On May 2, 2011, the United States military killed and buried Osama bin Laden, the al Qaeda leader behind the 9/11 attacks. U.S. Special Operations troops took him out during a raid on the compound in Abbottabad, Pakistan where he and some of his family were hiding out.
After identifying his body, the military brought him aboard the USS Carl Vinson and buried him in the northern Arabian Sea the same day.
The U.S. took political, religious and practical factors into consideration when deciding how to bury bin Laden’s body. There was concern that if he was buried on land, his grave could become a shrine for his followers.
There was a need to observe Islamic funeral practices, including the custom of burying a body within 24 hours of a person’s death. And there was the question of whether the U.S. should take photos or provide some sort of visual proof that he was dead.
When U.S. forces killed Osama bin Laden, who was 54, the U.S. government’s explanations for why it didn’t bury him in the ground were a little inconsistent.
News articles quoted American officials both on and off the record who said that the U.S. didn’t want him to have a physical grave because it might become a shrine, but also because an unnamed country had declined to accept his body. Articles speculated that the country was Saudi Arabia, where bin Laden was born.
“I’m not sure where this rumor comes from, but I would not give it much credence,” says Ambassador Akbar Ahmed, chair of Islamic Studies at American University and former Pakistani high commissioner to the U.K. and Ireland.
“The Saudis are inclined toward a form of Islam called Wahhabism,” he says, which rejects shrines of prominent people. The fact that Saudi Arabia wouldn’t want his grave to become a shrine in their country, combined with the fact that bin Laden was extremely critical of Saudi Arabia, makes Ahmed think that if U.S. officials asked the country to receive bin Laden’s body, “they asked out of ignorance.”
According to a U.S. official, in 2004 a prisoner named Hassan Ghul revealed that bin Laden relied on a trusted courier known as al-Kuwaiti. Ghul said al-Kuwaiti was close to bin Laden as well as Khalid Sheik Mohammed and Mohammed’s successor Abu Faraj al-Libbi. Ghul revealed that al-Kuwaiti had not been seen in some time, which led U.S. officials to suspect he was traveling with bin Laden.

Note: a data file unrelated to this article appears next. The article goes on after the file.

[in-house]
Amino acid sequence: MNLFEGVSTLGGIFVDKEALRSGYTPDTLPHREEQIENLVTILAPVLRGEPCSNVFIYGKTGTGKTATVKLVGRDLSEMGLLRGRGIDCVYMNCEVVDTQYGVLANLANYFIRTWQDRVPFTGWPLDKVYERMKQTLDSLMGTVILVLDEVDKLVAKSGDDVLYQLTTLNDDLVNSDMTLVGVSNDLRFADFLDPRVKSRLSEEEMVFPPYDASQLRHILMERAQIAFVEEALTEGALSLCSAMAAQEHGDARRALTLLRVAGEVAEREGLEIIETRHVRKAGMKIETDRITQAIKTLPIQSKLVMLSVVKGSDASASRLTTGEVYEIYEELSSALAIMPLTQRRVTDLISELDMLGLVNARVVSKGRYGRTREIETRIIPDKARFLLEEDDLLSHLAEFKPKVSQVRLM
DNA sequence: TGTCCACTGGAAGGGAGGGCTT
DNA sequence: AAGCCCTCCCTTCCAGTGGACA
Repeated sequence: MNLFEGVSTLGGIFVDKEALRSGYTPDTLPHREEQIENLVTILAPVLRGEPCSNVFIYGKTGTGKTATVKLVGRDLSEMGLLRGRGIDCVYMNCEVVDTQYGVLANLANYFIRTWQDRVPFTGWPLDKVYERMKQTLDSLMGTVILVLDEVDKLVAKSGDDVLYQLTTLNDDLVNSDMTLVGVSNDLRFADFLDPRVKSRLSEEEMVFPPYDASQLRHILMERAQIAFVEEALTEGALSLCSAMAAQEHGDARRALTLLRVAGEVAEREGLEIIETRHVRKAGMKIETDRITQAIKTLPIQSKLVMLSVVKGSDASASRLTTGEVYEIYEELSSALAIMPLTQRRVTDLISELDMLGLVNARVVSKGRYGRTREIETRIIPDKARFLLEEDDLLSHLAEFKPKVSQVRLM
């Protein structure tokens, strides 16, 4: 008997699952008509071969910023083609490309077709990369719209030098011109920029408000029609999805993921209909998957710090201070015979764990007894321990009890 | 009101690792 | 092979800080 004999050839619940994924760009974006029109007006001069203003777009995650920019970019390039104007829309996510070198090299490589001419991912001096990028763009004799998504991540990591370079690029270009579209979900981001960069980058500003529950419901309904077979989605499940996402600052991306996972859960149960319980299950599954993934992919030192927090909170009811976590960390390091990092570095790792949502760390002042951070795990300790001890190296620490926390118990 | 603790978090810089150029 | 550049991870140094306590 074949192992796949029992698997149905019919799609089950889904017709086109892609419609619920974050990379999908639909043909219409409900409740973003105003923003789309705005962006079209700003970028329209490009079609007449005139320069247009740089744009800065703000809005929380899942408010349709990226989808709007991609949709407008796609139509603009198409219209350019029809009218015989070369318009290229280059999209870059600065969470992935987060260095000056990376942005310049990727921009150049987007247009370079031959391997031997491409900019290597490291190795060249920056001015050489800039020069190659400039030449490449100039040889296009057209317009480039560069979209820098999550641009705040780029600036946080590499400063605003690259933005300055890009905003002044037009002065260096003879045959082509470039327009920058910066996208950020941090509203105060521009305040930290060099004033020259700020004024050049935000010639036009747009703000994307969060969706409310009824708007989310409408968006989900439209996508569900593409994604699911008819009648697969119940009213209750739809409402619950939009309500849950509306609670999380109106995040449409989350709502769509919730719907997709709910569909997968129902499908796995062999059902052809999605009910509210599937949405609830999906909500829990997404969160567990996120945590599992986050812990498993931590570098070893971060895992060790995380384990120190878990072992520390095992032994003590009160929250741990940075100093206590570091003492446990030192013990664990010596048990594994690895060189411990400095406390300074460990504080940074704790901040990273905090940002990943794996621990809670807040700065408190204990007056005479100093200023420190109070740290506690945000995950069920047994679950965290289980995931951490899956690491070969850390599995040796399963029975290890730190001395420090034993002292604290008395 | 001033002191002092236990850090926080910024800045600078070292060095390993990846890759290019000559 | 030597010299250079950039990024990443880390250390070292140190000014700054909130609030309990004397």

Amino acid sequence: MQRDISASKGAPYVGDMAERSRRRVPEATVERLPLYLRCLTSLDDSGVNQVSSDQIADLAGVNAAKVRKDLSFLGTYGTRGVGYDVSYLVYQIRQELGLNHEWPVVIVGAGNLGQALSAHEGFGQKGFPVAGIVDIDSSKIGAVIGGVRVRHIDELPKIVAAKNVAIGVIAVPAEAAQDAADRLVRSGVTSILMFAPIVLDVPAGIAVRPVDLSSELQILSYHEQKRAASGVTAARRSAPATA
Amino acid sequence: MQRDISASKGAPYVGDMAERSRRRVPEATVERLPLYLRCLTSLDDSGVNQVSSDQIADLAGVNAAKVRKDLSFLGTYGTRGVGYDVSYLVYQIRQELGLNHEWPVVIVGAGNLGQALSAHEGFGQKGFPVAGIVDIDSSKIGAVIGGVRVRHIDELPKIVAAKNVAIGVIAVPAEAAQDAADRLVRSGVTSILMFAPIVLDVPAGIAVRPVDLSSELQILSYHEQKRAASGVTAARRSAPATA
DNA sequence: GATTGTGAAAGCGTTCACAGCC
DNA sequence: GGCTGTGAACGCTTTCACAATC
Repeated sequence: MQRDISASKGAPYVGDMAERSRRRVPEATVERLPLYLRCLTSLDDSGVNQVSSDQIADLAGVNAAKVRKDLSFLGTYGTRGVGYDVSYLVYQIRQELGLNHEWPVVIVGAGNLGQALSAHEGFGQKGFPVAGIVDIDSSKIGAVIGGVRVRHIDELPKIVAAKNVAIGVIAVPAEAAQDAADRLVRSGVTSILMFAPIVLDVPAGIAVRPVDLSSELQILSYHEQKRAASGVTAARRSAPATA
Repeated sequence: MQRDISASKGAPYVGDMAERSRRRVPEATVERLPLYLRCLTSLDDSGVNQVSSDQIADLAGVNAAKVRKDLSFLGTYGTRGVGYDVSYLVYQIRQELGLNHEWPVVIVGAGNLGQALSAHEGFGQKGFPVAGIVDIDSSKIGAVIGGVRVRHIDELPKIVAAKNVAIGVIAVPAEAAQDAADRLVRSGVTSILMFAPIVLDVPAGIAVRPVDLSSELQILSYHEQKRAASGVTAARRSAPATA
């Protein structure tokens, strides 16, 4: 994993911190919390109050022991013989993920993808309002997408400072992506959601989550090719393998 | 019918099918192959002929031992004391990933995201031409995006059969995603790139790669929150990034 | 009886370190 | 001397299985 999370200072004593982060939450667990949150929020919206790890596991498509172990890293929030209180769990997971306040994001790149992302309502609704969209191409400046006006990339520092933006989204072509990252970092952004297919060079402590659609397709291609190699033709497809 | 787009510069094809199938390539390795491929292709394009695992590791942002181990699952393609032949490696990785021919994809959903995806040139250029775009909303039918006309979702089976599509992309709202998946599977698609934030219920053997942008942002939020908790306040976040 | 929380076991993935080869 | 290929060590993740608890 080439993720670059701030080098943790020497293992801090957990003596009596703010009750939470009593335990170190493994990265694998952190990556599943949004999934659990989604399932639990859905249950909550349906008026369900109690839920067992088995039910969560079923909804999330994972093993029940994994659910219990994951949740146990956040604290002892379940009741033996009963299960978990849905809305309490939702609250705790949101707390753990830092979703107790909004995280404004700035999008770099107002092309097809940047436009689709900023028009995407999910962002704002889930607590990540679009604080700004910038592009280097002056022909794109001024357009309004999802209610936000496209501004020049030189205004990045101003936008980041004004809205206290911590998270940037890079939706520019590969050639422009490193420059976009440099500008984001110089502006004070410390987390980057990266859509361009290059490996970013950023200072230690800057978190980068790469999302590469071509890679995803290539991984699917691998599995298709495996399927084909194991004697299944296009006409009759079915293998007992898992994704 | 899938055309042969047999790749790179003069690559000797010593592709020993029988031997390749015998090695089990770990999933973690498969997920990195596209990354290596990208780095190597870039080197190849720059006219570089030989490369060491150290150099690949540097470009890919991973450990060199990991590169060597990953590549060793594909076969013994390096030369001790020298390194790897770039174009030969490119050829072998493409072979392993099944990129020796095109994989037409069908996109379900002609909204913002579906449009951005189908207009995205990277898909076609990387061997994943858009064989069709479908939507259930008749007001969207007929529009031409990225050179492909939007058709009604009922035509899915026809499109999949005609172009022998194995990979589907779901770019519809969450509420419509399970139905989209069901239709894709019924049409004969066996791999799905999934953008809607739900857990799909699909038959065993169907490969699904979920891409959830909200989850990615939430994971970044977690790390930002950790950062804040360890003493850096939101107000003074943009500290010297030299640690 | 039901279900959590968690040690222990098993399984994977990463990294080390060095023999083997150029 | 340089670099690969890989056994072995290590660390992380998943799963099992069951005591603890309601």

When confronted with Ghul’s account, Mohammed maintained his original story. Abu Faraj al-Libbi was captured in 2005 and transferred to Guantánamo in September 2006.
He told CIA interrogators that bin Laden’s courier was a man named Maulawi Abd al-Khaliq Jan and denied knowing al-Kuwaiti. Because both Mohammed and al-Libbi had minimized al-Kuwaiti’s importance, officials speculated that he was part of bin Laden’s inner circle.
Osama bin Laden was born in Saudi Arabia. His father was Mohammed bin Awad bin Laden, a Saudi millionaire from Hadhramaut, Yemen, and the founder of the construction company, Saudi Binladin Group.His mother, Alia Ghanem, was from a secular middle-class family in Latakia, Syria.
He studied at university in the country until 1979, when he joined the Mujahideen forces in Pakistan fighting against the Soviet Union in Afghanistan. He helped to fund the Mujahideen by funneling arms, money, and fighters from the Arab world into Afghanistan, and gained popularity among many Arabs.
In 1988, he formed al-Qaeda. He was banished from Saudi Arabia in 1992, lost his Saudi citizenship in 1994,and shifted his base to Sudan until US pressure forced him to leave in 1996. After establishing a new base in Afghanistan, he declared a war against the United States, launching a series of bombings and other violent related attacks.
His involvement in the 1998 US embassy bombings landed him on the American Federal Bureau of Investigation’s (FBI) lists of Ten Most Wanted Fugitives and Most Wanted Terrorists.
Source: Wikipedia, History.com